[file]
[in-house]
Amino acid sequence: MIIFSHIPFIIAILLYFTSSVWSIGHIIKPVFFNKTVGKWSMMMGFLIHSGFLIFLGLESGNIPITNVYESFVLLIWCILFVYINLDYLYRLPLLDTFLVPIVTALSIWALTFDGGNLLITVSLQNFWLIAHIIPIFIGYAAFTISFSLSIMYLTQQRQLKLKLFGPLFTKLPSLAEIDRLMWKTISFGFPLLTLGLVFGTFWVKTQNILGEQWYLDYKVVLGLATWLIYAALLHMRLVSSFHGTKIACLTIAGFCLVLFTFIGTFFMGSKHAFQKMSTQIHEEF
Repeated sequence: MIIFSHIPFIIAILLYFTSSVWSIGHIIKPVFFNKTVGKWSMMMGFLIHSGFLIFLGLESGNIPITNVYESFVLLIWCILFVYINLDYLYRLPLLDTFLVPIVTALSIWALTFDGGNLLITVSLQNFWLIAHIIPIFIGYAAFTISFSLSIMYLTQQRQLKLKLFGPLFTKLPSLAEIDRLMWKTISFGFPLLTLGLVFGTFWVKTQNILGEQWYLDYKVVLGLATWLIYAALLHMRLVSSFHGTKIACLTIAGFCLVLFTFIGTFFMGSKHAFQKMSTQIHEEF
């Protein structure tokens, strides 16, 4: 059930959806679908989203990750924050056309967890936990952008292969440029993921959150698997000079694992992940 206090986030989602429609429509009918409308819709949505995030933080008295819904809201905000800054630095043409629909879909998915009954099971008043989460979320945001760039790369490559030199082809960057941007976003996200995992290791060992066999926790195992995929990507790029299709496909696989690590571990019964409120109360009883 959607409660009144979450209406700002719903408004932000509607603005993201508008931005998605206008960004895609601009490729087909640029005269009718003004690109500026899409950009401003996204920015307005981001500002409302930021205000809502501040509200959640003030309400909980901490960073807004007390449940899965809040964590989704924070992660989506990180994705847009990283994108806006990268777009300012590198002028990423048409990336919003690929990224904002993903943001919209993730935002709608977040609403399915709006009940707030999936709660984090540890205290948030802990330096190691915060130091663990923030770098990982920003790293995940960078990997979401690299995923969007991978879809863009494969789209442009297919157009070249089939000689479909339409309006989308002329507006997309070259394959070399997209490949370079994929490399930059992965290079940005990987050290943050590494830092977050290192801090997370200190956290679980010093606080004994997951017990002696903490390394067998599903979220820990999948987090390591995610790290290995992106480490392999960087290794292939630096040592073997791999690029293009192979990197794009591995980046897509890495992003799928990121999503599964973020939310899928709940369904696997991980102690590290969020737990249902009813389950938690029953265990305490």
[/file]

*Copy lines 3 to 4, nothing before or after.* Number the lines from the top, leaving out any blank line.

Repeated sequence: MIIFSHIPFIIAILLYFTSSVWSIGHIIKPVFFNKTVGKWSMMMGFLIHSGFLIFLGLESGNIPITNVYESFVLLIWCILFVYINLDYLYRLPLLDTFLVPIVTALSIWALTFDGGNLLITVSLQNFWLIAHIIPIFIGYAAFTISFSLSIMYLTQQRQLKLKLFGPLFTKLPSLAEIDRLMWKTISFGFPLLTLGLVFGTFWVKTQNILGEQWYLDYKVVLGLATWLIYAALLHMRLVSSFHGTKIACLTIAGFCLVLFTFIGTFFMGSKHAFQKMSTQIHEEF
């Protein structure tokens, strides 16, 4: 059930959806679908989203990750924050056309967890936990952008292969440029993921959150698997000079694992992940 206090986030989602429609429509009918409308819709949505995030933080008295819904809201905000800054630095043409629909879909998915009954099971008043989460979320945001760039790369490559030199082809960057941007976003996200995992290791060992066999926790195992995929990507790029299709496909696989690590571990019964409120109360009883 959607409660009144979450209406700002719903408004932000509607603005993201508008931005998605206008960004895609601009490729087909640029005269009718003004690109500026899409950009401003996204920015307005981001500002409302930021205000809502501040509200959640003030309400909980901490960073807004007390449940899965809040964590989704924070992660989506990180994705847009990283994108806006990268777009300012590198002028990423048409990336919003690929990224904002993903943001919209993730935002709608977040609403399915709006009940707030999936709660984090540890205290948030802990330096190691915060130091663990923030770098990982920003790293995940960078990997979401690299995923969007991978879809863009494969789209442009297919157009070249089939000689479909339409309006989308002329507006997309070259394959070399997209490949370079994929490399930059992965290079940005990987050290943050590494830092977050290192801090997370200190956290679980010093606080004994997951017990002696903490390394067998599903979220820990999948987090390591995610790290290995992106480490392999960087290794292939630096040592073997791999690029293009192979990197794009591995980046897509890495992003799928990121999503599964973020939310899928709940369904696997991980102690590290969020737990249902009813389950938690029953265990305490």